How Amazon Could Turbo-Charge Kindle Sales

It’s been about a year since my last post on the Kindle, and sadly, nothing has really changed.  I still see the device as popular among my more venture-savvy friends and colleagues, particularly if they travel frequently.  Overall, however, I find the prospect fairly uncompelling.

To restate my comments from a year ago:

I think the problem is that I’m emotionally attached to my library. I surround myself with my books. They remind me of what I’ve read, and even in some cases, who I was when I read them.

Unfortunately, while I’d love to flip through some of them more frequently, the physical form gets in the way. I know I would love to have all my books in electronic form, the same way that I have my CD library now on my iPod, or my DVD library on my AppleTV/Mac Mini.

I still feel like Amazon is not really pushing to convert book readers to digital.  However, there is a program I could get behind:

Let me send you my books. Yes, my physical books. When I send you them, give me download access to the e-book form, for my Kindle. Let me trade you my paper for electrons, in high quality form.

This is the same strategy that retailers like EB Games has been able to use to bring life back into video game retailing.  Set up a volume program to receive used books, and either resell them or donate them to recoup fractional costs.  Effectively subsidize the transition from paper to digital for readers who have large collections.  In fact, they could likely turn it into a phenomenal charity program, providing millions of books to needy libraries and schools around the country.

Once they have a majority of their works in digital form, the advantage of the Kindle takes over.  Incremental sales will be purely digital, and you’ll lock those readers into your format.

Sure, Amazon would need to negotiate some sort of “bulk rate” with publishers to effectively re-license the books to readers.  But if publishers are smart, they’ll realize that the likelihood of selling someone a digital copy of something they already own in print is close to zero.  In fact, the net dollars from such a program could actually even help justify better economics on the cost of the Kindle itself.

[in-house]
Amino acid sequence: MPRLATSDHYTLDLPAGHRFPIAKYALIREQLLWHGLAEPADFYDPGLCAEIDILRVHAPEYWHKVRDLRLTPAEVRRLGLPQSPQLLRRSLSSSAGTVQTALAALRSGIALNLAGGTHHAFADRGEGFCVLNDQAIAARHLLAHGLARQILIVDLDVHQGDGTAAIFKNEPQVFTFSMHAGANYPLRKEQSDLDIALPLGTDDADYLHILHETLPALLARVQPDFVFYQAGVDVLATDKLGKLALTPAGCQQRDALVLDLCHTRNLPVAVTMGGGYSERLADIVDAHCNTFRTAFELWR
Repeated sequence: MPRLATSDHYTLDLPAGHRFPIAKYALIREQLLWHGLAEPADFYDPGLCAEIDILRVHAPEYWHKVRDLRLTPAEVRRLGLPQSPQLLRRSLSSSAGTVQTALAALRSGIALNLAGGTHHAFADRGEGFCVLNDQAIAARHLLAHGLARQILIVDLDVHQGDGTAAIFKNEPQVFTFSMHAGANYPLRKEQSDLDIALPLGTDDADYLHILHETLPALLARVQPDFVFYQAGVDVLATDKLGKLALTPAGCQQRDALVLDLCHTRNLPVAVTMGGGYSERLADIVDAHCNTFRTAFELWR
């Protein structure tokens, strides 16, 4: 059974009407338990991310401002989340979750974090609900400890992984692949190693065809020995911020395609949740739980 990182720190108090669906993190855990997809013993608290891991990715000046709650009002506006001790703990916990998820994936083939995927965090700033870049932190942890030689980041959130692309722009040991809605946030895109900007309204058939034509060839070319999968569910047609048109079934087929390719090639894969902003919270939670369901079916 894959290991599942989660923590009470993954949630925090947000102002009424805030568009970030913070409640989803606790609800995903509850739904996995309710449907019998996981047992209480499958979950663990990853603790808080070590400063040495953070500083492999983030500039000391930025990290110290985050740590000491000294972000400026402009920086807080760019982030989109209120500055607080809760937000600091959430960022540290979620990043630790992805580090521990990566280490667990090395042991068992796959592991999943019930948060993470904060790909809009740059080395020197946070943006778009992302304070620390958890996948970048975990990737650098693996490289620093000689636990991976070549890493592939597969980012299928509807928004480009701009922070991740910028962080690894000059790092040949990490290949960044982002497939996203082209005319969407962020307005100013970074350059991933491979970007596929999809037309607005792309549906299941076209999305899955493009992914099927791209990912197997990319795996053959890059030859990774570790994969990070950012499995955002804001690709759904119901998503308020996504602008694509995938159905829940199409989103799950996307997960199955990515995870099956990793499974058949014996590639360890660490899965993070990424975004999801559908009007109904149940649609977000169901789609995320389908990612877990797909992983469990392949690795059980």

One of the things that has always impressed me about Amazon is their willingness to look past short-term financials toward long term strategic advantage and user needs.  I think that’s why I still believe that Amazon could be the type of company to make this type of program a reality.   If they don’t do it, however, I wonder if Google just might.

Let’s see if I have to write this post again in 2010.

5 thoughts on “How Amazon Could Turbo-Charge Kindle Sales

  1. do you really think publishers are eager to help the kindle become the dominant distribution medium for books? i’ll bet most big publishers are hoping the kindle fails because they know that bezos and co will have killer bargaining power and squeeze their margins like crazy. it’s an interesting idea, but as you say, without publisher cooperation, the financials are tough. and i don’t see publisher cooperation

    • Surya! 🙂

      It’s a good point. Like everything, I think it comes down to fear & greed. The deal works if publishers fear that the book market is effectively crashing/declining, and they see sufficient profit and broadening of the market through digital distribution. This is basically what happened to the music industry post-Napster.

      Theoretically, the publishers could ensure continued bargaining power by licensing several competing platforms at once – maybe Amazon, Sony, Google & Apple?

      On the fear side, there is also a risk that the publishers that do support the device will get an unfair advantage over them in sales, as digital devices grow.

      Actually, even at a loss, Amazon could run it as a promotion experimentally, to see what the actual adoption/response is, before committing to the full deal. They’ve followed that pattern in the past as well.
      Adam

  2. fair points. i guess i’m skeptical because in the long term i see book publishers + record labels either going away or changing drastically. seriously, most of their value over the past decades has come from controlling distribution. with distribution becoming cheap and ubiquitous across the long tail (i hate to use that buzz word), that matters less. so we’re left with the marketing (packaging, market research, promotion), editing, and overall creative direction as the other elements of the value mix. i suspect those can be really well served by a freelance model (and will be). anyway, i guess this is tangential to your main point which is definitely a powerful marketing idea– if i become the kindle marketing director and use it, i’ll send you a free kindle).

  3. Sounds like a great deal to “kindle” the kindle. Sadly im sure it would be fraught with legal challenges. Anything that “should” be done in this world that involves big corporations, usually doesn’t get done. Now if only we could pass on this idea to the bigwigs at amazon and convince them that its their idea….

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